WRITE THE DEFINITION OF ENTREPRENEUR AS AN EDUCATIONAL PSYCHOLOGIST
An educational psychologist is a psychologist whose differentiating functions may include diagnostic and psycho-educational assessment, psychological counseling in educational communities (students, teachers, parents and academic authorities), community-type psycho-educational intervention, and mediation, coordination, and referral to other professionals, at all levels of the educational system. Many countries use this term to signify those who provide services to students, their teachers, and families while other countries use this term to signify academic training in the discipline of educational psychology, with no intention of preparing persons to provide services.
An educational psychologist is concerned with helping children or young people who are experiencing problems within an educational setting with the aim of enhancing their learning.
Challenges may include social or emotional problems or learning difficulties. Work is with individual clients or groups, advising:
• social workers;
• other professionals.
Client work involves an assessment of the child using observation, interviews and test materials. Educational psychologists offer a wide range of appropriate interventions, such as learning programmes and collaborative work with teachers or parents.
They also provide in-service training for teachers and other professionals on issues such as behaviour and stress management. Thus Educational psychology is the branch of psychology concerned with the scientific study of human learning. The study of learning processes, from both cognitive and behavioral perspectives, allows researchers to understand individual differences in intelligence, cognitive development, affect, motivation, self-regulation, and self-concept, as well as their role in learning. The field of educational psychology relies heavily on quantitative methods, including testing and measurement, to enhance educational activities related to instructional design, classroom management, and assessment, which serve to facilitate learning processes in various educational settings across the lifespan
DEFINITION OF ENTREPRENEUR AS AN EDUCATIONAL PSYCHOLOGIST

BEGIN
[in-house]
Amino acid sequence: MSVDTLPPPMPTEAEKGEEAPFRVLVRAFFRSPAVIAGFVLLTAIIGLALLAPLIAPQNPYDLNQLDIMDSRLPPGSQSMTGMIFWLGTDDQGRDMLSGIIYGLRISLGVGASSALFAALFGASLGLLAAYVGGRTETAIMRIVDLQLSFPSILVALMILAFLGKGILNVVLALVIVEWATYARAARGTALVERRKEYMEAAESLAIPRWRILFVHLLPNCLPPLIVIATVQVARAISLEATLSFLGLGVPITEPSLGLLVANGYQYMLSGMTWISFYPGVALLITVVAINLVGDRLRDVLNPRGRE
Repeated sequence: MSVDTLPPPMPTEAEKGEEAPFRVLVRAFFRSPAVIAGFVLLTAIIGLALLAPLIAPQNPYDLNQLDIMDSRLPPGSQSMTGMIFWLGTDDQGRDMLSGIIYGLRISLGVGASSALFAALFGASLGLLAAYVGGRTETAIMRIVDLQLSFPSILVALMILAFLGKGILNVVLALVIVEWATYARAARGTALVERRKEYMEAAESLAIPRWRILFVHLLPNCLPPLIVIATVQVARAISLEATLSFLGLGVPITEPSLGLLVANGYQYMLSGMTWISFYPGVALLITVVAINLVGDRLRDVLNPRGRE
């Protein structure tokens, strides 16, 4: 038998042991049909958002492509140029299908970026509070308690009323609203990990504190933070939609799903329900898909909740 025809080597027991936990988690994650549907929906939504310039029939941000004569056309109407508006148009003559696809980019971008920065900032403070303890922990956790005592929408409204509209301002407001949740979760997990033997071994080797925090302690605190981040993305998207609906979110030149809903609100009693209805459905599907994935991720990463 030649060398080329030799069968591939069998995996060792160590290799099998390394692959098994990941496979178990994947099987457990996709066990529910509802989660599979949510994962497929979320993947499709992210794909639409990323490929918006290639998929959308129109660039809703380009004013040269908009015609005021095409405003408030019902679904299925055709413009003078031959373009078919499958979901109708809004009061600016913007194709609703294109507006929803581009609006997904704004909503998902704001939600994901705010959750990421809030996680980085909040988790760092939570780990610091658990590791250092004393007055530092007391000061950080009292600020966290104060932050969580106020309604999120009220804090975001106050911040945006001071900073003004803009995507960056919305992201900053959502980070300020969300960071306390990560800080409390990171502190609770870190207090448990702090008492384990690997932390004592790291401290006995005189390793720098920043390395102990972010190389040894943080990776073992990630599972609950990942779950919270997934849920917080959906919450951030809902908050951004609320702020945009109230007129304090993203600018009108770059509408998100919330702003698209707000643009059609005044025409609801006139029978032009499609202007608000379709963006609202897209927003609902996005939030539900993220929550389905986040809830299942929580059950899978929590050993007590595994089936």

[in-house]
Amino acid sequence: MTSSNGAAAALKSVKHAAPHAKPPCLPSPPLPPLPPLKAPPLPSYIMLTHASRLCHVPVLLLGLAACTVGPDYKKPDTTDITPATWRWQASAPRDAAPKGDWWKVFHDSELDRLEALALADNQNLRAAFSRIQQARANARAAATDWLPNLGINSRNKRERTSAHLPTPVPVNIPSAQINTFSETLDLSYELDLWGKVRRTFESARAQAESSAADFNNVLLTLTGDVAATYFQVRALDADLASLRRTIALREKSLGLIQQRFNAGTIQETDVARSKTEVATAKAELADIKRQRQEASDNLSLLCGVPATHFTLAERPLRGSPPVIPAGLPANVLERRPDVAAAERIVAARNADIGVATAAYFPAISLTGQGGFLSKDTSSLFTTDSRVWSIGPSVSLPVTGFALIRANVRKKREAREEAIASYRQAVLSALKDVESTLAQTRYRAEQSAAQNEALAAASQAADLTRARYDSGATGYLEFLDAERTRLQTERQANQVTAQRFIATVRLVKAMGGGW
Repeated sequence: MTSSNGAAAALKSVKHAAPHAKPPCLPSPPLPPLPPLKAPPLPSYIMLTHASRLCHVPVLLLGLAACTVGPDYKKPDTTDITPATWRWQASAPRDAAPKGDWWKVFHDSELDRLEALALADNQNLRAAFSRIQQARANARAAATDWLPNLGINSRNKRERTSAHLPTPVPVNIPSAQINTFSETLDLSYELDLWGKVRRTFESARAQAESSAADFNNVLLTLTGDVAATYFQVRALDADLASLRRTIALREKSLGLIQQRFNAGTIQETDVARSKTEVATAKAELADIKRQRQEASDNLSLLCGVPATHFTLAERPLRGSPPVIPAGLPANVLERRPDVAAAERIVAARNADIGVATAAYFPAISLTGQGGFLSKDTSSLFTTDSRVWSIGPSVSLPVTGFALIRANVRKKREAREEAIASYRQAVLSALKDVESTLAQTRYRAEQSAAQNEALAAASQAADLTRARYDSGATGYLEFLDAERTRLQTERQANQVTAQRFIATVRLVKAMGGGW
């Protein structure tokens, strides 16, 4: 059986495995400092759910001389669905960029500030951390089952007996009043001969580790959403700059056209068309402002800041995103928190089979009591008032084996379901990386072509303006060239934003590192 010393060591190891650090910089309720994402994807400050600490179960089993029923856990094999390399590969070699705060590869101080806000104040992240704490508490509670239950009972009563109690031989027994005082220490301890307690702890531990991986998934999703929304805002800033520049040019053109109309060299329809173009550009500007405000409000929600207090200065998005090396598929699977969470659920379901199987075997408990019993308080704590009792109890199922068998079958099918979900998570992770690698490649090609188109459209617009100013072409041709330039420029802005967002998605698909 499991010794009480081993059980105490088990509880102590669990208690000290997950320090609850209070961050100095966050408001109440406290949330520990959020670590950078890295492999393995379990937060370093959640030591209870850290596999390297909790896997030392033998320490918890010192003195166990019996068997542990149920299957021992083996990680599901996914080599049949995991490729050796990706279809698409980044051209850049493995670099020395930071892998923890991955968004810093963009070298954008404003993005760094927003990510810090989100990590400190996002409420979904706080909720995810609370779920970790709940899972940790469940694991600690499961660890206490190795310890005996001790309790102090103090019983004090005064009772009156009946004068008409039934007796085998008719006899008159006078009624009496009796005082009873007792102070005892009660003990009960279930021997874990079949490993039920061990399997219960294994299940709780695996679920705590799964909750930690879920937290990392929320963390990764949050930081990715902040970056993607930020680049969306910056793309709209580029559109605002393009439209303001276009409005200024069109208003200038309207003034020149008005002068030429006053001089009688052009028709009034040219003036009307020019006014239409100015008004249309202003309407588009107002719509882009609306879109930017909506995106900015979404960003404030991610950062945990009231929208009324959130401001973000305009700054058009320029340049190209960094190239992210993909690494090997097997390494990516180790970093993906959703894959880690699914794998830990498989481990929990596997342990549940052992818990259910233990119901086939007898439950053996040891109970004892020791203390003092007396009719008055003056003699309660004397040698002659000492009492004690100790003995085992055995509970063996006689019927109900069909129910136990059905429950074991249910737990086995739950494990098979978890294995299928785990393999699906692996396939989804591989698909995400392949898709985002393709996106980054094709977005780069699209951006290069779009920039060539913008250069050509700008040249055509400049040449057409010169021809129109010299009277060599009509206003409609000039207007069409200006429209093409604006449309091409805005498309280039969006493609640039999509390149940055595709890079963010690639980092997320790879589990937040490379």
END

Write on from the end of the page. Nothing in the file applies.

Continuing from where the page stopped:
Entrepreneurship is a multidimensional process.
A look at the vast array of research on entrepreneurs indicates that there is still no standard universally accepted definition of an entrepreneur. The definition used in a particular study is dependent on what one’s intent is, or what one hopes to accomplish. For the purpose of this study as an educational psychologist, entrepreneurs are defined as individuals who pursue opportunities with a long-term focus in mind (Miner, 1997; Begley, 1995). This definition recognizes that tendencies such as internal locus of control, achievement orientation, risk taking propensity and work values, are important in analyzing the psychology of entrepreneurs.
Although entrepreneurship is mostly associated with the fields of administration, management and economy, in fact it is an interdisciplinary subject. Entrepreneurship and enterprise as being a broad subject and conceptual field was studied within the field of
psychology, at least at the beginning, more than the fields of economy, administration and management. The studies of psychology over entrepreneurship have played an important role for a detailed consideration of the concept and in giving the concept the broader meaning that is used now. One of the first studies of psychology over entrepreneurship was conducted by Mc Clelland, Atkinson and Feather in the second half of twentieth century.